Oliver Blume should lead Germany’s industrial icon par excellence into the future. At the beginning of September, the 54-year-old took over the management at Volkswagen. The future viability of the group with its 660,000 employees will be the topic today, Friday, when the shareholders come together for an extraordinary general meeting. The fund company Deka, at least, is not very enthusiastic about the company’s recent development. Deka representative Ingo Speich sees VW “flying blind into the electric world”.

He criticizes a planned special dividend, with which the shareholders should participate in the proceeds from the IPO of the sports car subsidiary Porsche. Volkswagen is throwing money overboard unnecessarily – for Speich at the wrong time, because “the final strategy of the new CEO Oliver Blume is still in the stars”. High time for our car team to subject the new VW boss to a 100-day inspection.

There is more and more movement in the transatlantic subsidy dispute. The White House has now presented guidelines for the implementation of the Inflation Reduction Act (IRA) for the first time. The USA wants to use this to promote the purchase of e-cars in the future – but only if they were mainly manufactured in the USA. Europeans fear that their companies will be disadvantaged as a result.

A breakthrough is now on the horizon. On page 45 of the guidelines it says that the tax credits should also apply to electric cars whose battery components come “from trustworthy trading partners”. This could include batteries or battery parts from the European Union. However, three pages later, the battery rules are tightened again: “The vehicle must contain a certain percentage of critical minerals that were extracted or processed in the United States. Or in a country with which the United States has a free trade agreement.” That excludes European vehicles.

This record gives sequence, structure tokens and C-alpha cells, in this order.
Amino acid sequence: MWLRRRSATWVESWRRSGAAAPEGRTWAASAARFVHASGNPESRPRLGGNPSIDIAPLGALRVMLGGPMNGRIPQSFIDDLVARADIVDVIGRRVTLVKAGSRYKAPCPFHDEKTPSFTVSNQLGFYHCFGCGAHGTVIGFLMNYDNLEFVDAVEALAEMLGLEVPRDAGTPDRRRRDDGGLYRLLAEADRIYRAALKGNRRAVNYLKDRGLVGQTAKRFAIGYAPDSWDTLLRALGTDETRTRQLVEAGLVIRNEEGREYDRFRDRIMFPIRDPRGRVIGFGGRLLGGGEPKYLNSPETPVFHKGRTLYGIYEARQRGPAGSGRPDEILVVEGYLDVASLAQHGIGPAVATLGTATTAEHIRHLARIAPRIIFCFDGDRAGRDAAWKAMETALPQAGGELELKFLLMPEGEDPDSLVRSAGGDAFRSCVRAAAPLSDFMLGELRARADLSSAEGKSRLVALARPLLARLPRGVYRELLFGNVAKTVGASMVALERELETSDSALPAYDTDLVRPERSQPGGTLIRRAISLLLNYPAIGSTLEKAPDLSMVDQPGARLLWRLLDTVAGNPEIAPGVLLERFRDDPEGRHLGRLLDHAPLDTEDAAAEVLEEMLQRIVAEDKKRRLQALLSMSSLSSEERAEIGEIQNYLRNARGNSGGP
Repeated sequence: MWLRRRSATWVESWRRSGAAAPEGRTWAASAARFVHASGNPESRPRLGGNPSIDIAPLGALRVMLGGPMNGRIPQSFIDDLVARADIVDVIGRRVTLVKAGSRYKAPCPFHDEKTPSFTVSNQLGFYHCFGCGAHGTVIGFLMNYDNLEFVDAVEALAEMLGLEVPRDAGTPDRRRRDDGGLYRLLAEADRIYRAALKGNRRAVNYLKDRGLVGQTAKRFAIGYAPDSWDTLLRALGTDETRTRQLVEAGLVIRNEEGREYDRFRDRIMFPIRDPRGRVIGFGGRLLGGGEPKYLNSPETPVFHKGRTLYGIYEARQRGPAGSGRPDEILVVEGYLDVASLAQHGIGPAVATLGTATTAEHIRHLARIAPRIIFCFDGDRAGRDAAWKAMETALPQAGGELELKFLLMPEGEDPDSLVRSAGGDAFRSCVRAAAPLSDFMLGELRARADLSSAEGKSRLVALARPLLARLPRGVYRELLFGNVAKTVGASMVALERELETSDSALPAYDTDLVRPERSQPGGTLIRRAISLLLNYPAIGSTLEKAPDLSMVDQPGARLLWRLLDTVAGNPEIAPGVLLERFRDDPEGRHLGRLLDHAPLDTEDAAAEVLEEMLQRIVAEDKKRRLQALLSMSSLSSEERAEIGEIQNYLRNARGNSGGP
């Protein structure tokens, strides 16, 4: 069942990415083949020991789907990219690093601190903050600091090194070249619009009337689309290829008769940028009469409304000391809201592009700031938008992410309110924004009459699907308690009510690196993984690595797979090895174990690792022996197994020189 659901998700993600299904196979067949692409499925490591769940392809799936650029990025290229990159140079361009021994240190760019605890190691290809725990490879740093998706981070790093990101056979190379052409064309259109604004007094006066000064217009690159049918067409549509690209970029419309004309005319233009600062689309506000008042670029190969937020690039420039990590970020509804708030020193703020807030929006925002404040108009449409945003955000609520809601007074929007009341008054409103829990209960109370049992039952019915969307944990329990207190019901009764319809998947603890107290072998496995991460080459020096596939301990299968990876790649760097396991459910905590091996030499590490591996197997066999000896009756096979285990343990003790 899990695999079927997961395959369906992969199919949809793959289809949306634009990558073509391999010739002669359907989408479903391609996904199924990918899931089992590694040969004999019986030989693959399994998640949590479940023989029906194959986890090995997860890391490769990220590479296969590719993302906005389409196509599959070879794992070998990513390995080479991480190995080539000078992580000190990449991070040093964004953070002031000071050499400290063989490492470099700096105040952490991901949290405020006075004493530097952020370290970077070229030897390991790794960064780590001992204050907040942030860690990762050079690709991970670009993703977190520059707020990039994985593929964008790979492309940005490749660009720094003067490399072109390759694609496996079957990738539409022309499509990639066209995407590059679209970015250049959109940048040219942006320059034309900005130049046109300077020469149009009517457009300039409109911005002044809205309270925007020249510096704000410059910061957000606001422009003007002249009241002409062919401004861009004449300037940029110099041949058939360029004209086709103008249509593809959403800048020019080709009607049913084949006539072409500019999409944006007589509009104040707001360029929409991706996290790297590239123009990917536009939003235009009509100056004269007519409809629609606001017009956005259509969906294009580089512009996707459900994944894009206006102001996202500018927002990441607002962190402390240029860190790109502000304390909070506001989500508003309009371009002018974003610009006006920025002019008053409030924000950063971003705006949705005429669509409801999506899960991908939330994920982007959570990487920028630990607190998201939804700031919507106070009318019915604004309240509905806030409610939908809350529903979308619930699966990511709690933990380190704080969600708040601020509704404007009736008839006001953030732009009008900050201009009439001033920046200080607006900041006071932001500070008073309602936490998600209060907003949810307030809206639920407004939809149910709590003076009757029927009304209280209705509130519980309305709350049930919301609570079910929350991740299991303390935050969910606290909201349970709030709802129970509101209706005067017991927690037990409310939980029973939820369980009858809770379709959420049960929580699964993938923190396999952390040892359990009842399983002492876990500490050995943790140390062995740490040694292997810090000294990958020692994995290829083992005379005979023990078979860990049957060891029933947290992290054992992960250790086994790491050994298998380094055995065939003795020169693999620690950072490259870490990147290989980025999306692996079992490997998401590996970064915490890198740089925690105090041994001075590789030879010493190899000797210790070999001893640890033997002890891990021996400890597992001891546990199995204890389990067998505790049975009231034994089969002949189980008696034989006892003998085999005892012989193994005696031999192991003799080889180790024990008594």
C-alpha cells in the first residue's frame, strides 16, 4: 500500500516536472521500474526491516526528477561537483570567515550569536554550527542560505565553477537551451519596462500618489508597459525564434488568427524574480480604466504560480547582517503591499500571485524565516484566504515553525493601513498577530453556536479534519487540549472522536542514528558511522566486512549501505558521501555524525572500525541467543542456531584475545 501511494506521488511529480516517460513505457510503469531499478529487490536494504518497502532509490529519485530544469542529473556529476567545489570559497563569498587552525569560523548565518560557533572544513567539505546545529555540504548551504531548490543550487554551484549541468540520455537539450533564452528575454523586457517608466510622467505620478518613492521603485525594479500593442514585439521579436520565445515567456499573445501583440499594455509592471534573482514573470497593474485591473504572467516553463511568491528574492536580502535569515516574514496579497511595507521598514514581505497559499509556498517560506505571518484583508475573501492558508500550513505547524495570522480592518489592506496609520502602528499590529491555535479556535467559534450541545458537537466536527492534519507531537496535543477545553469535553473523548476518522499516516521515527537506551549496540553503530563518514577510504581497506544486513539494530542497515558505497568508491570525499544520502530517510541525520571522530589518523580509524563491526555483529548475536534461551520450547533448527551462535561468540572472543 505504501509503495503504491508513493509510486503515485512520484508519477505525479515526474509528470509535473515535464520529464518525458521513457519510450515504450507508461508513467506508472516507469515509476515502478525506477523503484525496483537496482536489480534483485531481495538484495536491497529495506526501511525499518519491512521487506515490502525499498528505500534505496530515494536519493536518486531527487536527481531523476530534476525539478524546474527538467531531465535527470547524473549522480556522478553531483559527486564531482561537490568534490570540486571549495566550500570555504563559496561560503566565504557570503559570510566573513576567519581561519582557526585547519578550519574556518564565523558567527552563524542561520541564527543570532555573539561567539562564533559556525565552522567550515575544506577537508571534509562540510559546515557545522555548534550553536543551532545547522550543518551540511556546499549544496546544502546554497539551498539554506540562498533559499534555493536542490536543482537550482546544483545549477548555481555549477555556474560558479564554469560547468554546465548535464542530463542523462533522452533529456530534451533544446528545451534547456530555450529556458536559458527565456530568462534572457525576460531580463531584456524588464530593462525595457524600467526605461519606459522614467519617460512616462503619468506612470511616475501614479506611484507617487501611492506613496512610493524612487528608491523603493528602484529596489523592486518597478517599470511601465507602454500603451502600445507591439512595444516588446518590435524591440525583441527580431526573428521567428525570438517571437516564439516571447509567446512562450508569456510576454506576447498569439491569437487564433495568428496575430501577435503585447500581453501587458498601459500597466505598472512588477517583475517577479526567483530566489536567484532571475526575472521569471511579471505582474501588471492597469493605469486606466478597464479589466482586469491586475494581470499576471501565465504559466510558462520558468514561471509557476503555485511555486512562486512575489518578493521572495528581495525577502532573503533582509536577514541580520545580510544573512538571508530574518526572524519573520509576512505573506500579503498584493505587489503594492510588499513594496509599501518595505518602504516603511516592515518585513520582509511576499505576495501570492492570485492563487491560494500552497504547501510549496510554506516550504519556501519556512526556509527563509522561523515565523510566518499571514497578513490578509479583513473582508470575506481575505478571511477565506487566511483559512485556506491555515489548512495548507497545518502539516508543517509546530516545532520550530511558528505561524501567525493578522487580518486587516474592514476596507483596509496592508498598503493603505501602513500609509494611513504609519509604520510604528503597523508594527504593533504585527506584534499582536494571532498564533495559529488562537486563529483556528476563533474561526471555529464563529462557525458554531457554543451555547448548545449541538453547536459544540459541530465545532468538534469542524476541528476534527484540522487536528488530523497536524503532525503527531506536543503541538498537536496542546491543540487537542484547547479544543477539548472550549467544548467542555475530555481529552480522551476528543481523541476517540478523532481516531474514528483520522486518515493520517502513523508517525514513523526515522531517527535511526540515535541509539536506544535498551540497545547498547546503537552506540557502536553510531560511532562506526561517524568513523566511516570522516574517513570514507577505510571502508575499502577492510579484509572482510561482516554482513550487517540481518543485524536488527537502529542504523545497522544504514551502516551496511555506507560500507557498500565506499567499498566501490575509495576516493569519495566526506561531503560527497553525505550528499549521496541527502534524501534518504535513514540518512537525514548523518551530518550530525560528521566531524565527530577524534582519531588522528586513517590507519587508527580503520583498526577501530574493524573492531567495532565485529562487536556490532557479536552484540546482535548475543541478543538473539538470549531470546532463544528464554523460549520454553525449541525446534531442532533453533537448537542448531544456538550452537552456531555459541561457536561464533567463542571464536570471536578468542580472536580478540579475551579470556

This Friday and Saturday, EU member states and EU parliamentarians are discussing a reform of European emissions trading. Even in bureaucracy-ridden Brussels, the matter is considered tricky. There are still negotiating positions on the table that can actually only have arisen in the Tipp-Ex frenzy – for example that different fuel prices will apply at petrol stations for business and private trips in the future because some are included in emissions trading, but others are not.


But turning away in frustration is not an alternative: a functioning emissions trading system is THE central element for climate protection that does not degenerate into state patronage. In this case, the climate protection lobby has the most pragmatic position: it demands that all exceptions be removed from the negotiations at the weekend, which means that every liter of petrol and every kilowatt hour of gas would be subject to the same CO2 price. And until this position prevails, we console ourselves with Max Weber: “Politics means a strong, slow drilling of hard boards”. Ha, did you notice? Another classic quote.

I’m off to a few days of Christmas vacation, which I’ll primarily devote to heavy, slow consumption of soft marzipan potatoes. My colleague Teresa Stiens, who many of you have already met, will take over from Monday. I’ll get back to you on December 27th.

I wish you a peaceful Christmas. Thank you for your morning loyalty!

Best regards


Christian Rickens

Editor-in-Chief Handelsblatt

Morning Briefing: Alexa